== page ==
There are three kinds of WPS objects.

  1. Objects that represent files and folders (directories) are simply the visual representation of the disk file structure. When a disk directory is shared on the network, others who access the same directory see the same arrangement of icons, because information about the objects is recorded in the disk directory.
  2. Objects that represent application programs, templates, and most of the system controls are saved as entries in the OS2.INI database. Although such objects may appear to be "in a folder", they are not part of the directory structure on disk. Such objects cannot be shared, either through the network or by alternate versions of OS/2 booted on the same machine. If OS2.INI is lost, they must be recreated.
  3. Other objects can be created temporarily to present a graphical representation of some other process. For example, a WPS printer appears to "contain" documents that actually represent the jobs in the print queue. As old jobs finish up, they disappear. New jobs arrive and are display as new icons. Such objects are not saved, because the current contents can be determined at any time by calling the system spooler for a list of jobs pending in any queue.

Without SOM, the Workplace Shell would simply be a user interface created by IBM to display a specific set of controls and functions. It would, essentially, be like the Windows Program Manager or File Manager. However, as new products are installed into the system, they can extend the function of the WPS.

A product can create a new type of WPS object (or a new version of an existing object) by calling SOM to create new object classes derived from the original WPS object categories. The program must supply the name of a DLL module that supplies the new or modified operations associated with objects of the class. The IBM TCP/IP for OS/2 product, for example, creates new object categories for Telnet sessions (terminal logon to other computers) and FTP sessions (file transfer to or from an Internet server). The Multimedia Viewer distributed in the Bonus Pak with Warp creates a new type of folder called a Light Table in which image files are represented by a reduced view of the image rather than an abstract document icon.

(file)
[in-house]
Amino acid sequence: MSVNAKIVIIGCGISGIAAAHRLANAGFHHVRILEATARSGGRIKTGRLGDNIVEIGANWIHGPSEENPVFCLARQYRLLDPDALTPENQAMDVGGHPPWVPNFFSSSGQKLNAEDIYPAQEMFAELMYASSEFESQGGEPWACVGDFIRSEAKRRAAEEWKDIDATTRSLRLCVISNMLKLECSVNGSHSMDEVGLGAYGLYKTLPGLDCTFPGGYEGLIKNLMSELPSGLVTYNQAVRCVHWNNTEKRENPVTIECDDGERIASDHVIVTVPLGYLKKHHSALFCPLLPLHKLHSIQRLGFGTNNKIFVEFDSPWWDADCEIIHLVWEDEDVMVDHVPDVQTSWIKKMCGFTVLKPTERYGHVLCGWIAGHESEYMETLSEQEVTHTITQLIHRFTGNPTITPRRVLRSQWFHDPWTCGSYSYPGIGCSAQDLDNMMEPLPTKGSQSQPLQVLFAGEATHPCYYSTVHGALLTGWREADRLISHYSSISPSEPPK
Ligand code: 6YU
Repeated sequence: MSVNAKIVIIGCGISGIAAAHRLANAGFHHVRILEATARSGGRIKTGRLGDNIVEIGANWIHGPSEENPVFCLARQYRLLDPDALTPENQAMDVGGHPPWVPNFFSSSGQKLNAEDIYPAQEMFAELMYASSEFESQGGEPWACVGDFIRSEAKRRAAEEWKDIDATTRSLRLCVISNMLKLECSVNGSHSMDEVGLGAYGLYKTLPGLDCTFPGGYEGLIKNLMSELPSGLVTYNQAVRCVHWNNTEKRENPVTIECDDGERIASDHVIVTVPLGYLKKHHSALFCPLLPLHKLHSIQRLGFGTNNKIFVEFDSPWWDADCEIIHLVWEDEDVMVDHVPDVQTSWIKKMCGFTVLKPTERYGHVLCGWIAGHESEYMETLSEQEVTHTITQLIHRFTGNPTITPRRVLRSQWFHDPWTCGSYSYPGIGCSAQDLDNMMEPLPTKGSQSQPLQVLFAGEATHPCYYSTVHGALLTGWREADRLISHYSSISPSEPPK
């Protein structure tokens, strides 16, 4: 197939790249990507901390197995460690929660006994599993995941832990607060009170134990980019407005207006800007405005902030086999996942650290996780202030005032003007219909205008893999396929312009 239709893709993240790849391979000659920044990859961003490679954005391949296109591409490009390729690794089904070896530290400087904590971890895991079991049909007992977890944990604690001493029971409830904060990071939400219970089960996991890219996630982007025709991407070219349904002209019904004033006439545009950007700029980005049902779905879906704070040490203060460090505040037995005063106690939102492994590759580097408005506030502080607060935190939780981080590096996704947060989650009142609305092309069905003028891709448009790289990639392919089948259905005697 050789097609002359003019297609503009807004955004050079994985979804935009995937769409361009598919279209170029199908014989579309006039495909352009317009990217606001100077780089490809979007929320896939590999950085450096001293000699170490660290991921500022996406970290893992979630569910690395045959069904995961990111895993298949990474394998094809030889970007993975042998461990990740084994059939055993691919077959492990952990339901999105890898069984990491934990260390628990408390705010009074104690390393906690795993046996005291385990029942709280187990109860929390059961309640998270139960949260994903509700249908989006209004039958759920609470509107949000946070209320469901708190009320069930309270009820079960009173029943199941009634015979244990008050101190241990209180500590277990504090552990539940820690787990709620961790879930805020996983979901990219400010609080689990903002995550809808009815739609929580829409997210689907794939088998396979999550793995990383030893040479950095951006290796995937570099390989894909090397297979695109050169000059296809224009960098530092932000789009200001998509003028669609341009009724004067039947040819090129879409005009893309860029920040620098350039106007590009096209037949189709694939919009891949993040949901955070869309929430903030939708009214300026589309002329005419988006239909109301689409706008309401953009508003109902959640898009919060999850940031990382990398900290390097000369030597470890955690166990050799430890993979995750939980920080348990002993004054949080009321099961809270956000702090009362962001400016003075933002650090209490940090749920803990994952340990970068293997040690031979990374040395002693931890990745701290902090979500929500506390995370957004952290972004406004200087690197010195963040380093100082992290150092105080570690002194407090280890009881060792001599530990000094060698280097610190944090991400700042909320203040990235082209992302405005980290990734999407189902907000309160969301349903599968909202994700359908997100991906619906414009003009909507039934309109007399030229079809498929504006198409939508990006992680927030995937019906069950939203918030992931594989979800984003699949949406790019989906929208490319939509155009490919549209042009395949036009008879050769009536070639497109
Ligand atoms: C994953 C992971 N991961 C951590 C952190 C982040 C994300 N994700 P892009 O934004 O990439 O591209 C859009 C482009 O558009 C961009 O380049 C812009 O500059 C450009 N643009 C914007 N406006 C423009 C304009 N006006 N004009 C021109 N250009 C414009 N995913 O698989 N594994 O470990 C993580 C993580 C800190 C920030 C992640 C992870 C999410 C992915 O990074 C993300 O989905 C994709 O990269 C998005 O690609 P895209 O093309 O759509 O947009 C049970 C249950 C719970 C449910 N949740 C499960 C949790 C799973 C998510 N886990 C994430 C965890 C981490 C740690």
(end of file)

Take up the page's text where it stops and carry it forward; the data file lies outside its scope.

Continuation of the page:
The DLL routines that implement the object are called by PMSHELL to draw the icon (or whatever) on the screen, to open the object, to display menus, and to drag, drop, and delete the object. If an operation will take a long period of time, the DLL routine can use the multithreading capability of OS/2 to create a task running independently in the background. This prevents the "hourglass" icon from appearing to hold up the user interface. For example, when WPS drag and drop are used to copy, move, or delete a large folder of files, the actual file copy occurs under a thread created for the purpose. The thread runs under the PMSHELL process.

Programs can have errors. If there is a bug in a DLL routine used by PMSHELL, it is likely to crash the entire WPS. All the icons and folders disappear (though the applications continue to run). Shortly the desktop is redrawn with a new set of icons. This underscores a functional restriction of the WPS/SOM design. SOM allows applications or products to extend the WPS function, but for performance reasons it is not possible to isolate the extensions from the standard IBM WPS components. Bugs in the extensions appear as a WPS failure. Fortunately, WPS can easily restart itself.

Though SOM is itself object-oriented, it can be used by programs written in any language. In OS/2, the simplest interface to SOM technology is through VX-REXX, a WATCOM library and language development environment for the standard OS/2 REXX language. The most expensive interface to SOM is the VisualAge product family. Since SOM is primarily oriented to the end-user interface, it is supported under OS/2, AIX, and on the PowerPC.


OS/2 is a hybrid system containing internal components that run in both 16-bit and 32-bit modes. Applications can run in either mode. Requests are translated between 16 and 32 bit forms as needed.

A native OS/2 program runs without privileges in its own address space. It requests services by calling routines supplied in DLL modules. System and I/O requests are passed to the kernel and device drivers, while database and communication requests are often passed through a "pipe" to other programs running in the background.

A program written to run in the 32-bit mode of OS/2 will be portable to the PowerPC, where the operating system will supply a set of DLLs that duplicate OS/2 services. Even so, there are relatively few programs written as native OS/2 applications.

A DOS or Windows program runs under OS/2 in a virtual machine. It requests services by making standard DOS or BIOS calls or by directly manipulating virtual devices. The set of virtual devices can be extended by loading VDD modules during OS/2 initialization. Some OS/2 VDDs mediate between many users and a shared display, sound card, or print spool. Some acquire exclusive use of a device and pass through all the DOS operations to the real hardware. Some VDDs emulate no real hardware, but provide a conduit for DOS program requests to more complex database, communication, or file services supplied by the external OS/2 system.